The Pearl (the setting)


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This is a powerpoint by Amanda Tankersley. This presentation completes the summer reading and assignement for English 1 Pre AP

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The Pearl (the setting)

  1. 1. John Steinbeck
  2. 2. The Pearl is set in a small fishing village in La Paz Mexico. A year is never mentioned, but it is probably during the early 1900’s. A quote from the book “one big cart going through town in the morning” is evidence that there were no motor vehicles. It is also evident that the pearl divers use no modern diving equipment.
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  6. 8. “ Little tufts of grass sprouted with one single rain. The singing heat lay over this desert country, and ahead the stone mountains looked cool and welcoming” – The Pearl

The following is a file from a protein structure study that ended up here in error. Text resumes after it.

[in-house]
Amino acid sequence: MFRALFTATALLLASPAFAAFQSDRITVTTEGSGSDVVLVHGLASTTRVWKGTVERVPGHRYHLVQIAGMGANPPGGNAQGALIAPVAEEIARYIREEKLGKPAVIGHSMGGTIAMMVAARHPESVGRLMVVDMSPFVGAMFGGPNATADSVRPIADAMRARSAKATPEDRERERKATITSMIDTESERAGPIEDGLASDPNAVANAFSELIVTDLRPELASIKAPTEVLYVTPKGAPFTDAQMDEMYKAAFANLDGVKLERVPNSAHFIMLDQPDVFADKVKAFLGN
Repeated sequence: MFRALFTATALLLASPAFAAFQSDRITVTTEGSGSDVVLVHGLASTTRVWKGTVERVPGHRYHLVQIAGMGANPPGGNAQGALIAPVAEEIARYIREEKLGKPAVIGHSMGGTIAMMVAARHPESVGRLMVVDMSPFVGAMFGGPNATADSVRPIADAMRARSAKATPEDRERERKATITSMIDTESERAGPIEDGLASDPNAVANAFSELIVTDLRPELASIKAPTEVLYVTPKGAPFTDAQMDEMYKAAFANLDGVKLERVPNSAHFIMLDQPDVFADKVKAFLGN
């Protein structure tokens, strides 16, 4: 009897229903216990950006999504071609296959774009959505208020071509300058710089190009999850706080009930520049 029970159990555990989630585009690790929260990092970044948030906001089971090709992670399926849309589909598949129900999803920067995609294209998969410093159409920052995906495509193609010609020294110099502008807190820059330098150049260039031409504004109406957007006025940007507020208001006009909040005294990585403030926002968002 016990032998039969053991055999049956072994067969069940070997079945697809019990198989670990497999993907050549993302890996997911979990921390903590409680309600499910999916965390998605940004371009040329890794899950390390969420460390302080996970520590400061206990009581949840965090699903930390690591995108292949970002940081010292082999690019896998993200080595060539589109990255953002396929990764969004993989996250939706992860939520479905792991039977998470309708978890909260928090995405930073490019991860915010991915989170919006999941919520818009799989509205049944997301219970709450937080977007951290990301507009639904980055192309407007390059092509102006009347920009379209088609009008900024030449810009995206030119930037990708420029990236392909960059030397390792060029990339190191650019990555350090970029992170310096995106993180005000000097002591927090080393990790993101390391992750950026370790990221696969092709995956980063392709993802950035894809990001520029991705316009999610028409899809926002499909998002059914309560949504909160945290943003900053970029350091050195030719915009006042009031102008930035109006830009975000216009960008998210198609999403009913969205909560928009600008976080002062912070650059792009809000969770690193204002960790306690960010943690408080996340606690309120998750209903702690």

7. 9. The Pearl by John Steinbeck takes place in the small impoverished town of La Paz Mexico where men would kill for just the very thought of wealth. The setting of The Pearl is important to the message of this book because it describes how poverty stricken the town of La Paz was. So, being in the coastal area of Baja Mexico, one of the major industries was pearl diving. Once Kino found this “Pearl of the World”, of course you could understand the magnitude of it, being that most of the people in La Paz lived in “brush houses”. The “Pearl of the World” brought great and sudden riches to a once penniless Kino, and with all great riches comes great responsibility and problems. Kino never had any education, and once finding “The Pearl of the World” he wanted his infant son, Coyotito to have and education. “ ‘ My son will go to school,’ he said, and the neighbors were hushed… ‘My son will read and open the books, and my son will write and will know writing. And my son will make numbers, and these things will make us free because he will know-he will know and through him we will know”-The Pearl Kino, desperately wanted his son to know what he didn’t, and killed when someone tried to steal that one, and probably only chance of his dream to come true. Because of his act of desperation, they ran. They ran into the mountains. After them were trackers, with a rifle. In the end, Kino’s act of desperation was in vain, for his son was killed while trying to protect him. The moral was to not let the great gift of riches affect you, and that you would be better without it in the first place. What better place to show the immense effects of great wealth then a poverty-stricken town that will never see that much again in ten life times?